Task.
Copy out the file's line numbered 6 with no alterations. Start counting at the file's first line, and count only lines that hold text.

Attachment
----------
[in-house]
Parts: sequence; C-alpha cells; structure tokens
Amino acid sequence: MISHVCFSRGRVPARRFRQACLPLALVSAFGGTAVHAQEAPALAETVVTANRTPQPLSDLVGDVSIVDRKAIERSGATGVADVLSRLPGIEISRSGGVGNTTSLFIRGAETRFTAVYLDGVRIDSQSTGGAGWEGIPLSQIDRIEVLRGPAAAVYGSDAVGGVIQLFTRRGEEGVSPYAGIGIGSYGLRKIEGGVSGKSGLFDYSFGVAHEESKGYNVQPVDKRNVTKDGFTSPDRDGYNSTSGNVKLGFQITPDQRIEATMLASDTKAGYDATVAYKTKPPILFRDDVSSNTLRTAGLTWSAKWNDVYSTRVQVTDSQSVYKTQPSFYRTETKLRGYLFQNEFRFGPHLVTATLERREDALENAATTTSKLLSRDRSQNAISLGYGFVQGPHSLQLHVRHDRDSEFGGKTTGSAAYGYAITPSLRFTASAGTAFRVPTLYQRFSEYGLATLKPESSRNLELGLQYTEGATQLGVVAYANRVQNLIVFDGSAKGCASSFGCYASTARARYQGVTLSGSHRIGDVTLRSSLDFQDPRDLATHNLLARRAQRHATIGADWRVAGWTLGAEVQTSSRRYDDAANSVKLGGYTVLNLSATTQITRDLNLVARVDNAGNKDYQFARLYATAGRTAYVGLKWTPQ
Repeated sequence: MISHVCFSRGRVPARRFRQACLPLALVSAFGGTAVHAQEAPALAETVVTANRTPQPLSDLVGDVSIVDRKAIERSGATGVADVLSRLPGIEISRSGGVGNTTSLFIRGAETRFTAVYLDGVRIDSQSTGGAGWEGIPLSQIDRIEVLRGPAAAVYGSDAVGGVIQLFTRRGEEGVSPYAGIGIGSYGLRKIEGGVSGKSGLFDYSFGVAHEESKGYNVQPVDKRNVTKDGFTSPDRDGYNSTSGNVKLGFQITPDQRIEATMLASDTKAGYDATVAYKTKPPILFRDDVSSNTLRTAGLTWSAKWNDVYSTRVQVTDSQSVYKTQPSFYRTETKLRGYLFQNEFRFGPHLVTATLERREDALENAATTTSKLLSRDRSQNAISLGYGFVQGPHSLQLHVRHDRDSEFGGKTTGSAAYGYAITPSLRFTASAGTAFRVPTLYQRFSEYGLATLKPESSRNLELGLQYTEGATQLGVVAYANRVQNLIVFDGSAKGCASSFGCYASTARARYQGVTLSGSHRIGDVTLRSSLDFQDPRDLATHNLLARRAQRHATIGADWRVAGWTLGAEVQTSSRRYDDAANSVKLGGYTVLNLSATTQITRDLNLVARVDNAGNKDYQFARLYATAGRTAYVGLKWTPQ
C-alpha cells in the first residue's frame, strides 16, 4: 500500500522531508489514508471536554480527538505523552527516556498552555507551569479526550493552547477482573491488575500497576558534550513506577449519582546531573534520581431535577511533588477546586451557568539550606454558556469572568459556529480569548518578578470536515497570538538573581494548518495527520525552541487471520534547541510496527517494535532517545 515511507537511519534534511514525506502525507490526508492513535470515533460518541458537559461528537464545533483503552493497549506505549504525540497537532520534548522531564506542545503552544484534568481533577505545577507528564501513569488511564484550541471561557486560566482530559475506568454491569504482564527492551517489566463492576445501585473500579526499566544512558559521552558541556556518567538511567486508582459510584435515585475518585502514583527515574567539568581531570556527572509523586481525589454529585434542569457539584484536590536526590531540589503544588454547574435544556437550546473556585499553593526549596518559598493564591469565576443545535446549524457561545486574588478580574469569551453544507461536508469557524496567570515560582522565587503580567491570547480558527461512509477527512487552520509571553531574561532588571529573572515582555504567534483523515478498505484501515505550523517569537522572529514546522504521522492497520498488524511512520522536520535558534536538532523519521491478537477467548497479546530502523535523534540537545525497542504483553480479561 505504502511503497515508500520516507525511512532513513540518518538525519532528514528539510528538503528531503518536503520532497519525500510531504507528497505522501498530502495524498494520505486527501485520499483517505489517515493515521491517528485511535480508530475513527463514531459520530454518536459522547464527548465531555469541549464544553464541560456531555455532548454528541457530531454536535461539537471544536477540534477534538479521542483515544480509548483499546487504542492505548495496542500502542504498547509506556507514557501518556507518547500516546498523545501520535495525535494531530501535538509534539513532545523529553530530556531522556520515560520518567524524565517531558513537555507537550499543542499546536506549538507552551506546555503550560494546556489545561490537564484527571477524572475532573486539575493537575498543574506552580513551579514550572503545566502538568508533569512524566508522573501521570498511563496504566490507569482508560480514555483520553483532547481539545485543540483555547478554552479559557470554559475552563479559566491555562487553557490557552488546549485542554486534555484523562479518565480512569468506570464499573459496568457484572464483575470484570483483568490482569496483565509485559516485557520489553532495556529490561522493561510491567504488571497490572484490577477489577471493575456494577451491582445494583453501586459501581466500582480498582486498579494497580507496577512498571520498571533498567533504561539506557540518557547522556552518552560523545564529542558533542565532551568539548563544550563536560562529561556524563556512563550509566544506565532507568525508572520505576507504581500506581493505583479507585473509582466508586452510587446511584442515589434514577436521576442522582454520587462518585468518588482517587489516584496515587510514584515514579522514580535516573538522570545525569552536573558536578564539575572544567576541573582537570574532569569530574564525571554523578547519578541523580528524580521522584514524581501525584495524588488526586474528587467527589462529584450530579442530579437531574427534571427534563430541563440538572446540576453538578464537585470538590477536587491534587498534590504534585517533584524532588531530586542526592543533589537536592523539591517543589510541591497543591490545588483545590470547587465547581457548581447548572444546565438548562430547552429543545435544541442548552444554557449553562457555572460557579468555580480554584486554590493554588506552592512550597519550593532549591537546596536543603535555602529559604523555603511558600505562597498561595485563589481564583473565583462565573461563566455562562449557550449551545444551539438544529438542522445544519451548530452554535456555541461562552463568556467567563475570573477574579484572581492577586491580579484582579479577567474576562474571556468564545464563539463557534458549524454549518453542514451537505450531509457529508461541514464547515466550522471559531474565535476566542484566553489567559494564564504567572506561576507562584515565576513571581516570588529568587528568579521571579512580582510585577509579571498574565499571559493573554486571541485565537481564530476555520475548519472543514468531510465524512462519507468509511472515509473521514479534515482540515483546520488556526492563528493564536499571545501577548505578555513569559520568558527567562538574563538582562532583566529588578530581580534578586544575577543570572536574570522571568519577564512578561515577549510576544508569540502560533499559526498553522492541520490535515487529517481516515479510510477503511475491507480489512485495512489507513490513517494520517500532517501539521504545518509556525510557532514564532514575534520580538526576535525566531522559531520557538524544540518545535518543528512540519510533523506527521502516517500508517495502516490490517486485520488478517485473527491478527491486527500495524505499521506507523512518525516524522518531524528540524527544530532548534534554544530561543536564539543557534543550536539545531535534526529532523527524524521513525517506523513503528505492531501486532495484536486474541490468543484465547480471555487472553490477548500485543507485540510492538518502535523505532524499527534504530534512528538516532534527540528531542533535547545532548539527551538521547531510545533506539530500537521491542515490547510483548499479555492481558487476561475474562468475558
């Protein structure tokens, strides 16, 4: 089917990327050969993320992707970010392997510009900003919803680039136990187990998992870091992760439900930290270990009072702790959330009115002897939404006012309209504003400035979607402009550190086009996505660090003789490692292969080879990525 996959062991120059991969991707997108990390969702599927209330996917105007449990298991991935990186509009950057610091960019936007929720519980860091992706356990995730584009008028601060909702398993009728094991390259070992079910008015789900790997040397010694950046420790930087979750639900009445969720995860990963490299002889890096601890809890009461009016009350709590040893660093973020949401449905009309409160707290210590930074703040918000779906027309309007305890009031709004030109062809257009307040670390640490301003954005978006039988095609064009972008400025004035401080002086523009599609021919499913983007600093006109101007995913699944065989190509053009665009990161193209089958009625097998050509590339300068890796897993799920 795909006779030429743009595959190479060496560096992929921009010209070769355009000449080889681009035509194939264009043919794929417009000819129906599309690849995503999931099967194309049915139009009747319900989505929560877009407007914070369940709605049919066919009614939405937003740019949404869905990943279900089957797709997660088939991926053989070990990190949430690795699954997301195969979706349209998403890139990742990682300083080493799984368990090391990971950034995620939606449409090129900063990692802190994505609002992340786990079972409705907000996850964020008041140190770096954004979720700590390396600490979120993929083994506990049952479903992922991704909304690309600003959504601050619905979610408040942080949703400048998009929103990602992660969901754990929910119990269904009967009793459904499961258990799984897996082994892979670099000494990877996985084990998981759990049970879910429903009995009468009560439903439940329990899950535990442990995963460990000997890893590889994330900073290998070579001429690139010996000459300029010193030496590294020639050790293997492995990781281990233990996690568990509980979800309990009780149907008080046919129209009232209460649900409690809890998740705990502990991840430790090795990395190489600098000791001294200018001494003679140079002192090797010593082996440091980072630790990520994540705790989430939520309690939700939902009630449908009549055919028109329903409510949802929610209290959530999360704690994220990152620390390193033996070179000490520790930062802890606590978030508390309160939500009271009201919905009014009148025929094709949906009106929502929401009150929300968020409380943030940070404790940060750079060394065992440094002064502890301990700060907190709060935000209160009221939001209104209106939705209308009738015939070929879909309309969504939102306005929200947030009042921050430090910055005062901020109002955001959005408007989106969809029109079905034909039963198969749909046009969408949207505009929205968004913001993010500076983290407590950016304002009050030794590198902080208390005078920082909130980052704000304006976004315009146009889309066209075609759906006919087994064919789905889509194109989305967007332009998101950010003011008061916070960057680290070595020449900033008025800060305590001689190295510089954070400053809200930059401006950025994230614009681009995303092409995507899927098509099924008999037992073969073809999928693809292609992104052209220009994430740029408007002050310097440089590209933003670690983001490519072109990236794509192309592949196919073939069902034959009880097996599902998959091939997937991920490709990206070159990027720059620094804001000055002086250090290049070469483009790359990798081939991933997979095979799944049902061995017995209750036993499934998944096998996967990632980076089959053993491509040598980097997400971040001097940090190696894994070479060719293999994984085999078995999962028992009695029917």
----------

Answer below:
């Protein structure tokens, strides 16, 4: 089917990327050969993320992707970010392997510009900003919803680039136990187990998992870091992760439900930290270990009072702790959330009115002897939404006012309209504003400035979607402009550190086009996505660090003789490692292969080879990525 996959062991120059991969991707997108990390969702599927209330996917105007449990298991991935990186509009950057610091960019936007929720519980860091992706356990995730584009008028601060909702398993009728094991390259070992079910008015789900790997040397010694950046420790930087979750639900009445969720995860990963490299002889890096601890809890009461009016009350709590040893660093973020949401449905009309409160707290210590930074703040918000779906027309309007305890009031709004030109062809257009307040670390640490301003954005978006039988095609064009972008400025004035401080002086523009599609021919499913983007600093006109101007995913699944065989190509053009665009990161193209089958009625097998050509590339300068890796897993799920 795909006779030429743009595959190479060496560096992929921009010209070769355009000449080889681009035509194939264009043919794929417009000819129906599309690849995503999931099967194309049915139009009747319900989505929560877009407007914070369940709605049919066919009614939405937003740019949404869905990943279900089957797709997660088939991926053989070990990190949430690795699954997301195969979706349209998403890139990742990682300083080493799984368990090391990971950034995620939606449409090129900063990692802190994505609002992340786990079972409705907000996850964020008041140190770096954004979720700590390396600490979120993929083994506990049952479903992922991704909304690309600003959504601050619905979610408040942080949703400048998009929103990602992660969901754990929910119990269904009967009793459904499961258990799984897996082994892979670099000494990877996985084990998981759990049970879910429903009995009468009560439903439940329990899950535990442990995963460990000997890893590889994330900073290998070579001429690139010996000459300029010193030496590294020639050790293997492995990781281990233990996690568990509980979800309990009780149907008080046919129209009232209460649900409690809890998740705990502990991840430790090795990395190489600098000791001294200018001494003679140079002192090797010593082996440091980072630790990520994540705790989430939520309690939700939902009630449908009549055919028109329903409510949802929610209290959530999360704690994220990152620390390193033996070179000490520790930062802890606590978030508390309160939500009271009201919905009014009148025929094709949906009106929502929401009150929300968020409380943030940070404790940060750079060394065992440094002064502890301990700060907190709060935000209160009221939001209104209106939705209308009738015939070929879909309309969504939102306005929200947030009042921050430090910055005062901020109002955001959005408007989106969809029109079905034909039963198969749909046009969408949207505009929205968004913001993010500076983290407590950016304002009050030794590198902080208390005078920082909130980052704000304006976004315009146009889309066209075609759906006919087994064919789905889509194109989305967007332009998101950010003011008061916070960057680290070595020449900033008025800060305590001689190295510089954070400053809200930059401006950025994230614009681009995303092409995507899927098509099924008999037992073969073809999928693809292609992104052209220009994430740029408007002050310097440089590209933003670690983001490519072109990236794509192309592949196919073939069902034959009880097996599902998959091939997937991920490709990206070159990027720059620094804001000055002086250090290049070469483009790359990798081939991933997979095979799944049902061995017995209750036993499934998944096998996967990632980076089959053993491509040598980097997400971040001097940090190696894994070479060719293999994984085999078995999962028992009695029917």